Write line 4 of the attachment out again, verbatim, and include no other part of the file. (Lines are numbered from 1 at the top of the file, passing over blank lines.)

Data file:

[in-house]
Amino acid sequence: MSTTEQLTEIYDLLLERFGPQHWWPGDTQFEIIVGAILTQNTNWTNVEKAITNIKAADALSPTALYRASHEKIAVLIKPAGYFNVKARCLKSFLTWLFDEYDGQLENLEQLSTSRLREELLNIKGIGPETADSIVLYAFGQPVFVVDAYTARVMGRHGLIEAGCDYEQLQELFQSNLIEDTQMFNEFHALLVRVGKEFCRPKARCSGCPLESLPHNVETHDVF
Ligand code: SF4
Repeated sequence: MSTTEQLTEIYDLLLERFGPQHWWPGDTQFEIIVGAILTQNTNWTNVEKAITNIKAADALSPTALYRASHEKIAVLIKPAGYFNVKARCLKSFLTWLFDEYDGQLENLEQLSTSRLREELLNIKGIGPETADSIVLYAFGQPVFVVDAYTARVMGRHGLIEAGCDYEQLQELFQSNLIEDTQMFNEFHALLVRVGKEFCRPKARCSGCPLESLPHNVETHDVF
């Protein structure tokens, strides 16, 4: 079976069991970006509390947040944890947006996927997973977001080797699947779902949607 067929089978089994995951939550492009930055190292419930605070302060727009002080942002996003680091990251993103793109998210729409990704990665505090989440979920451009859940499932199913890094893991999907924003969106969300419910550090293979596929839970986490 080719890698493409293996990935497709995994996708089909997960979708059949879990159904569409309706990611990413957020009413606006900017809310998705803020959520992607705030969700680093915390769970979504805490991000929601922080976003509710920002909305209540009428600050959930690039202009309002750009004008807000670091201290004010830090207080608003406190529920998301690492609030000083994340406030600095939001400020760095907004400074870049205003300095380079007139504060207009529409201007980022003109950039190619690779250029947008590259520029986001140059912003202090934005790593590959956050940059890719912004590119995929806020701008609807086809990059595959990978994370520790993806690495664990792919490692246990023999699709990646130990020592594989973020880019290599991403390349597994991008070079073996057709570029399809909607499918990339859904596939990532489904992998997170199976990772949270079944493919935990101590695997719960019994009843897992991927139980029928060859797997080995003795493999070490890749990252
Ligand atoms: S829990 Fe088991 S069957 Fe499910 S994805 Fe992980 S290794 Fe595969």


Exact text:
Repeated sequence: MSTTEQLTEIYDLLLERFGPQHWWPGDTQFEIIVGAILTQNTNWTNVEKAITNIKAADALSPTALYRASHEKIAVLIKPAGYFNVKARCLKSFLTWLFDEYDGQLENLEQLSTSRLREELLNIKGIGPETADSIVLYAFGQPVFVVDAYTARVMGRHGLIEAGCDYEQLQELFQSNLIEDTQMFNEFHALLVRVGKEFCRPKARCSGCPLESLPHNVETHDVF